One thing many people with chronic illness seem to have in common is fatigue. Sometimes it’s manageable but more often it’s beyond me to even lift my head off the pillow, despite having a long night’s sleep. As someone living with added conditions of sleep apnea and chronic pain, getting good sleep has been a challenge for many years.
I have NO problem going to sleep. Oh, sweet bedtime. I LOVE my bed and happily crawl into it any time of the day when given the chance. But regardless of the amount of sleep I get, I rarely feel refreshed and recharged. If only. So I thought I’d share some things that I do to manage fatigue.
01. Have a sleepy time routine.
Yep, this works for adults just as well as it works for children. A great routine for fellow chronic pain sufferers is to end the day with an Epsom salt bath... adding essential oils and lighted candles is a bonus! Followed by a slow massage of moisturizing lotion before crawling into bed with clean PJ’s on and a good book.
02. Read each day.
I read every night for at least 30 minutes. I’m one of these people who has three or four books going at once, so I get to choose between them depending on my mood. Reading is proven to relax you, improve your mind, improve your memory, and generally keep those sluggish, fatigued brains of ours firing on all cylinders (or at least as many as possible!).
03. Go to sleep at the same time each night.
Getting your body into a rhythm helps reduce fatigue, so I go to bed at the same time and waking up at the same time every day. The occasional weekend lie-in doesn’t hurt, but if you’re constantly on an irregular routine, getting clear on bedtime and wake-up time can help.
04. No gadgets in the bedroom.
If you feel the need to have your phone next to your bed, make sure it’s set to silent and put on “airplane” mode. Ideally no phones, TV, computer, or tablet in the bedroom. It’s too easy to get distracted by them, and reading that snotty email from a colleague, or a flippant remark from a friend just before bedtime is not going to help you relax. Leave the outside world well and truly outside of the bedroom.
05. Set the morning alarm 30 minutes earlier.
I know this sounds ridiculous when you’re already exhausted, but if you roll out of bed late and then proceed to rush around like a headless chicken to get yourself to work, or to get the kids to school, or whatever commitment you have, you’re draining all your energy quickly and that leaves you struggling for the whole day. If you give yourself the time and space to get ready leisurely and introduce a morning routine that supports you, fatigue won’t have such a detrimental effect on your day.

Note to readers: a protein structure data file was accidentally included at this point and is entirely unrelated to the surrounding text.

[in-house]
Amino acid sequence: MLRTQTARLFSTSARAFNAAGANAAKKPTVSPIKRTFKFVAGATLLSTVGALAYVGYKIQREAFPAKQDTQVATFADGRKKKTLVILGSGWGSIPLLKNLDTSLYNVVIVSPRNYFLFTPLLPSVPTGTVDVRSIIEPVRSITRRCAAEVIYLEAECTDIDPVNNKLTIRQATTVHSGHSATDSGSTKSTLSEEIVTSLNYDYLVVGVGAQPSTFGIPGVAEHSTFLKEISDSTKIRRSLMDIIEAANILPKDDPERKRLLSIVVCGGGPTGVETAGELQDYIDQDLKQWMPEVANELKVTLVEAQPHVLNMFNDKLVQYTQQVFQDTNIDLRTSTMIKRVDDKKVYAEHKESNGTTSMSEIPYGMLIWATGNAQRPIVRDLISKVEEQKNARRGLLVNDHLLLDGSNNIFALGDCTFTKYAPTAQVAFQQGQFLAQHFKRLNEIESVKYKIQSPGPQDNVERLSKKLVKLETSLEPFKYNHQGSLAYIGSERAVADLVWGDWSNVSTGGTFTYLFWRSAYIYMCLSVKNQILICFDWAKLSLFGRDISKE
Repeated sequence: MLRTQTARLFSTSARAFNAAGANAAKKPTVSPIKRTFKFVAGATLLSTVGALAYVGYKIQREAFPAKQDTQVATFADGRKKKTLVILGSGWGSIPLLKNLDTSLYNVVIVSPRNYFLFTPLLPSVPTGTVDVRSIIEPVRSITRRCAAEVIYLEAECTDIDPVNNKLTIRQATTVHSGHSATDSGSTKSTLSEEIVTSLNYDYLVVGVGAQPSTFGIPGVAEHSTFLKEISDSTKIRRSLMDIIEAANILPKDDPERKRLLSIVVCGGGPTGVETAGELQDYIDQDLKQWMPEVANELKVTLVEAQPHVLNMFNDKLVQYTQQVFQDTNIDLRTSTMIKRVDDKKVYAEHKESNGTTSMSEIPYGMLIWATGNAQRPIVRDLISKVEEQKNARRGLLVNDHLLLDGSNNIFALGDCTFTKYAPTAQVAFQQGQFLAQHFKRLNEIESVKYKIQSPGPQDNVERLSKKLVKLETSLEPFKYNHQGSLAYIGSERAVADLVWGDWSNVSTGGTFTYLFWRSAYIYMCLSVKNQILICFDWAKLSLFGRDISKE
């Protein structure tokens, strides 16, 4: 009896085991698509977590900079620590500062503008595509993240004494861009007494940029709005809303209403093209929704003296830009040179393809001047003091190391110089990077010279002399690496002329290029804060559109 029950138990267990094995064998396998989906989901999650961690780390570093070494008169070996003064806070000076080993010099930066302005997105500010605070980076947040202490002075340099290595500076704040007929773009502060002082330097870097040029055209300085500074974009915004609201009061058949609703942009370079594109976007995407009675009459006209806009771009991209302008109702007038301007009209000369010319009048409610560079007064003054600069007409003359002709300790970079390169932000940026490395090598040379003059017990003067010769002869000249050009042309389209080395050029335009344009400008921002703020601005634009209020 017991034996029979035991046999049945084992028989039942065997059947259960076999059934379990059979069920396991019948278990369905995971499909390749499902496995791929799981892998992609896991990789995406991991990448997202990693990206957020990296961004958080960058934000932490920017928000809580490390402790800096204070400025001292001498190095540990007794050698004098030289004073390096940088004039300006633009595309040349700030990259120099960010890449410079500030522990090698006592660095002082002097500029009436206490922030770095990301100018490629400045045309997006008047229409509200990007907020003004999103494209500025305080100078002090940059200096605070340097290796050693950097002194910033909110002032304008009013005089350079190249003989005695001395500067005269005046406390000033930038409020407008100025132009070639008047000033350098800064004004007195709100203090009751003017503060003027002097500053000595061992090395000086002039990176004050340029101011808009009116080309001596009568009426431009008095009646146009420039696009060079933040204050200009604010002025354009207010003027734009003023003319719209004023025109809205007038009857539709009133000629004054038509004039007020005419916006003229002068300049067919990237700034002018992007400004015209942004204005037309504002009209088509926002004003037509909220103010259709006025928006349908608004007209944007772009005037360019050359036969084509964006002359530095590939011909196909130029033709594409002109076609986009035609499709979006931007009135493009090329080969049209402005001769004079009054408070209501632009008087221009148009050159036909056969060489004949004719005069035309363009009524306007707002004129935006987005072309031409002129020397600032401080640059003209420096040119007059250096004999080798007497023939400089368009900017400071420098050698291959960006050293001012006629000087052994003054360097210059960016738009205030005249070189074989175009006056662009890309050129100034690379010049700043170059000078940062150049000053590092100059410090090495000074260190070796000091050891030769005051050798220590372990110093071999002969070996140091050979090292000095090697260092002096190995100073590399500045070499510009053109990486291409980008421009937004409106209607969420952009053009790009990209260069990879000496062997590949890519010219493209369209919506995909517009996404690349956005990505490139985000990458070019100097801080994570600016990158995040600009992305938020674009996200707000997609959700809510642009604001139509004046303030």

06. Take a nap during the day.
Sometimes there’s just no choice, right? Your body insists on a nap, and yet we too often fight this feeling and berate ourselves for the need. Despite their misbehavior, our bodies are incredible machines and we need to give them more trust and respect and listen to them. If your body is telling you to sleep, if you can, sleep.
07. Get regular blood tests.
Fatigue is an extremely common problem, and it can have many other causes. I regularly have my thyroid, my iron levels, ferritin levels (stored iron), B-12 and Vitamin D checked. I actually have to supplement for many different vitamins because I have a J-pouch and no colon. I found that these tests were helpful prior to my J-pouch surgery too and they often gave me a lead on any increase in my fatigue.
08. Use a daylight lamp.
Many of us are now moving into winter and this is a time of year when fatigue seems to go deeper and have a bigger impact. The changes in temperature and light really hit us with chronic illness hard. I found that one of these daylight lamps really helped at bedtime and in the morning. Generally, unfortunately, the best ones are quite expensive, but worth the investment if you really struggle.
09. Get a sleep test at a sleep disorder clinic.
I was told for years that it was ulcerative colitis making me so exhausted and that I couldn’t possibly have sleep apnea since I’m young, thin and don’t snore. It turns out when I did eventually get a sleep test, I was found to have obstructive sleep apnea. Sleep clinics diagnose all sorts of things, including sleep apnea, restless legs, insomnia and so much more – it’s always worth investigating.
10. Exercise daily.
I know, it’s so easy to not exercise as the effort alongside fatigue is so very hard, but exercise definitely helps and you’ll quickly start to feel the benefits. If you’re not exercising start today, but start small and steady, just five minutes of walking or stretching is fine. My doctor recommended I start with five minutes a day and build up by a minute a week from there. I followed this advice after my major bowel surgery in 2013 and my health dramatically improved.
11. Get out in the fresh air.
Getting out into the fresh air and natural light, even if it's a little grey and overcast, will help you feel much better. A simple five-minute walk outside can make a huge difference to your day.
12. Drink more water.
Many of us are walking around dehydrated. If you feel thirsty, you’re probably already dehydrated. Drink water little and often to keep yourself well hydrated, as this can play a huge part in fatigue. Some nutritionists recommend drinking eight glasses of water (or other liquid) a day. If you have a j-pouch (like me) or an ileostomy, you may need extra support with an oral rehydration solution mix to maintain electrolytes.